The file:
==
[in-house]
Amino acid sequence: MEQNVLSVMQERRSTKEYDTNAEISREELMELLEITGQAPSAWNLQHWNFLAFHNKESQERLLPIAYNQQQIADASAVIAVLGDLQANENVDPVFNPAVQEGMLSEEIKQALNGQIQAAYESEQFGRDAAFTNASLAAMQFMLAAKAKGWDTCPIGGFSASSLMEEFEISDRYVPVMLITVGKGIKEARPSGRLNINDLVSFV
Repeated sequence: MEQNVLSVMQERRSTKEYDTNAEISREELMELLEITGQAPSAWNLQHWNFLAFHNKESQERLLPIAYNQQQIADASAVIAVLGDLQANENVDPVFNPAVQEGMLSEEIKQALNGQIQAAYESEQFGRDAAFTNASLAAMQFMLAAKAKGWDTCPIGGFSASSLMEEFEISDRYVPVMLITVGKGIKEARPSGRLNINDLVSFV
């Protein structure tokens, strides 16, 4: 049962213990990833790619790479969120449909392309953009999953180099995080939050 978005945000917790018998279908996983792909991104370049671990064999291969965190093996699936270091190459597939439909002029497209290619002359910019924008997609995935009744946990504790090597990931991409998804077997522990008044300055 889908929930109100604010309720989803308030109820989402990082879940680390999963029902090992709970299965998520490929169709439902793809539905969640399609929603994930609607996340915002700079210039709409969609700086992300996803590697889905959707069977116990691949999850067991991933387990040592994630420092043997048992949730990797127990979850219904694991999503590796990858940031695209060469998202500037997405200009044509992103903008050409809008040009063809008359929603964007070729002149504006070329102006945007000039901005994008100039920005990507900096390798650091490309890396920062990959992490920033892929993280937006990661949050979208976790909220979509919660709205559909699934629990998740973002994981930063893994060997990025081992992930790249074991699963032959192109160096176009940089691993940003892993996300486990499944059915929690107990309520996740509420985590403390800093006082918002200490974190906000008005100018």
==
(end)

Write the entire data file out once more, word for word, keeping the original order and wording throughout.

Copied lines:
[in-house]
Amino acid sequence: MEQNVLSVMQERRSTKEYDTNAEISREELMELLEITGQAPSAWNLQHWNFLAFHNKESQERLLPIAYNQQQIADASAVIAVLGDLQANENVDPVFNPAVQEGMLSEEIKQALNGQIQAAYESEQFGRDAAFTNASLAAMQFMLAAKAKGWDTCPIGGFSASSLMEEFEISDRYVPVMLITVGKGIKEARPSGRLNINDLVSFV
Repeated sequence: MEQNVLSVMQERRSTKEYDTNAEISREELMELLEITGQAPSAWNLQHWNFLAFHNKESQERLLPIAYNQQQIADASAVIAVLGDLQANENVDPVFNPAVQEGMLSEEIKQALNGQIQAAYESEQFGRDAAFTNASLAAMQFMLAAKAKGWDTCPIGGFSASSLMEEFEISDRYVPVMLITVGKGIKEARPSGRLNINDLVSFV
């Protein structure tokens, strides 16, 4: 049962213990990833790619790479969120449909392309953009999953180099995080939050 978005945000917790018998279908996983792909991104370049671990064999291969965190093996699936270091190459597939439909002029497209290619002359910019924008997609995935009744946990504790090597990931991409998804077997522990008044300055 889908929930109100604010309720989803308030109820989402990082879940680390999963029902090992709970299965998520490929169709439902793809539905969640399609929603994930609607996340915002700079210039709409969609700086992300996803590697889905959707069977116990691949999850067991991933387990040592994630420092043997048992949730990797127990979850219904694991999503590796990858940031695209060469998202500037997405200009044509992103903008050409809008040009063809008359929603964007070729002149504006070329102006945007000039901005994008100039920005990507900096390798650091490309890396920062990959992490920033892929993280937006990661949050979208976790909220979509919660709205559909699934629990998740973002994981930063893994060997990025081992992930790249074991699963032959192109160096176009940089691993940003892993996300486990499944059915929690107990309520996740509420985590403390800093006082918002200490974190906000008005100018």